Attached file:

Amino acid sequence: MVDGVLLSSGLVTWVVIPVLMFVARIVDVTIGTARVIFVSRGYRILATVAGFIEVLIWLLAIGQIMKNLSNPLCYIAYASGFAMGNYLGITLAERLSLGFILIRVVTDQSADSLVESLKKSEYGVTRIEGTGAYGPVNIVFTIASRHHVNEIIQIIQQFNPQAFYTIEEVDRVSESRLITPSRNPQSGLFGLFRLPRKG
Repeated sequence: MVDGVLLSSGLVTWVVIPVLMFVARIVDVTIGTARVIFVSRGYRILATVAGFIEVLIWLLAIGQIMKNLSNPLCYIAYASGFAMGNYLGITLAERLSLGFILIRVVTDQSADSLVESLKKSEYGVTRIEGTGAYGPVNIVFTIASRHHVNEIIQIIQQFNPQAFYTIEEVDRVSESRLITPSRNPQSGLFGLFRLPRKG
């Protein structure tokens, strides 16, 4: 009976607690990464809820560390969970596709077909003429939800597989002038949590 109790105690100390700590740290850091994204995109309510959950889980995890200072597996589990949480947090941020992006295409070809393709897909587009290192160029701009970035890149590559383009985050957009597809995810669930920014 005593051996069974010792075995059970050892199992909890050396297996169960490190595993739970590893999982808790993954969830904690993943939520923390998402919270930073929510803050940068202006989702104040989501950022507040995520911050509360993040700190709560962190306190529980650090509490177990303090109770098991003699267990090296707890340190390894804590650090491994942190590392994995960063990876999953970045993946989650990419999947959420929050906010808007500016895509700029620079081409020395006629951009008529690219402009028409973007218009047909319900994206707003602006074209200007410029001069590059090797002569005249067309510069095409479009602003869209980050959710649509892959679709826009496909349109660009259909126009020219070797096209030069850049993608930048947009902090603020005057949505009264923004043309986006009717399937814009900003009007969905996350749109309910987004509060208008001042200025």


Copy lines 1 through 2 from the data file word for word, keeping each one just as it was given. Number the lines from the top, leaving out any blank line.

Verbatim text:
Amino acid sequence: MVDGVLLSSGLVTWVVIPVLMFVARIVDVTIGTARVIFVSRGYRILATVAGFIEVLIWLLAIGQIMKNLSNPLCYIAYASGFAMGNYLGITLAERLSLGFILIRVVTDQSADSLVESLKKSEYGVTRIEGTGAYGPVNIVFTIASRHHVNEIIQIIQQFNPQAFYTIEEVDRVSESRLITPSRNPQSGLFGLFRLPRKG
Repeated sequence: MVDGVLLSSGLVTWVVIPVLMFVARIVDVTIGTARVIFVSRGYRILATVAGFIEVLIWLLAIGQIMKNLSNPLCYIAYASGFAMGNYLGITLAERLSLGFILIRVVTDQSADSLVESLKKSEYGVTRIEGTGAYGPVNIVFTIASRHHVNEIIQIIQQFNPQAFYTIEEVDRVSESRLITPSRNPQSGLFGLFRLPRKG